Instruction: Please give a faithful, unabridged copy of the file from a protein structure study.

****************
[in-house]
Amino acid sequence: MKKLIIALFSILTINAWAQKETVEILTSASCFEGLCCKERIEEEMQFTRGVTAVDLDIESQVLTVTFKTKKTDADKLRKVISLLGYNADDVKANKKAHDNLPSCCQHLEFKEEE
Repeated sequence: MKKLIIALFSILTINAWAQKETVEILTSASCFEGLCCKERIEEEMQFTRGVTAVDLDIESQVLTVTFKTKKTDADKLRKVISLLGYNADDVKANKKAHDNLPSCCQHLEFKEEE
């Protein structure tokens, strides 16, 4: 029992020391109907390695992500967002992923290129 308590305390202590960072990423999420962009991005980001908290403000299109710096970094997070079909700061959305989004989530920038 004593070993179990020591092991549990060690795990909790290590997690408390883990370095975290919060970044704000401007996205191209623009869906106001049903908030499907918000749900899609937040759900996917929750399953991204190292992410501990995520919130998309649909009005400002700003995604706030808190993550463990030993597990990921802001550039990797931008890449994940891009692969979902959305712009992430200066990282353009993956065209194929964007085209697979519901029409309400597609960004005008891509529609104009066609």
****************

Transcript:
[in-house]
Amino acid sequence: MKKLIIALFSILTINAWAQKETVEILTSASCFEGLCCKERIEEEMQFTRGVTAVDLDIESQVLTVTFKTKKTDADKLRKVISLLGYNADDVKANKKAHDNLPSCCQHLEFKEEE
Repeated sequence: MKKLIIALFSILTINAWAQKETVEILTSASCFEGLCCKERIEEEMQFTRGVTAVDLDIESQVLTVTFKTKKTDADKLRKVISLLGYNADDVKANKKAHDNLPSCCQHLEFKEEE
């Protein structure tokens, strides 16, 4: 029992020391109907390695992500967002992923290129 308590305390202590960072990423999420962009991005980001908290403000299109710096970094997070079909700061959305989004989530920038 004593070993179990020591092991549990060690795990909790290590997690408390883990370095975290919060970044704000401007996205191209623009869906106001049903908030499907918000749900899609937040759900996917929750399953991204190292992410501990995520919130998309649909009005400002700003995604706030808190993550463990030993597990990921802001550039990797931008890449994940891009692969979902959305712009992430200066990282353009993956065209194929964007085209697979519901029409309400597609960004005008891509529609104009066609």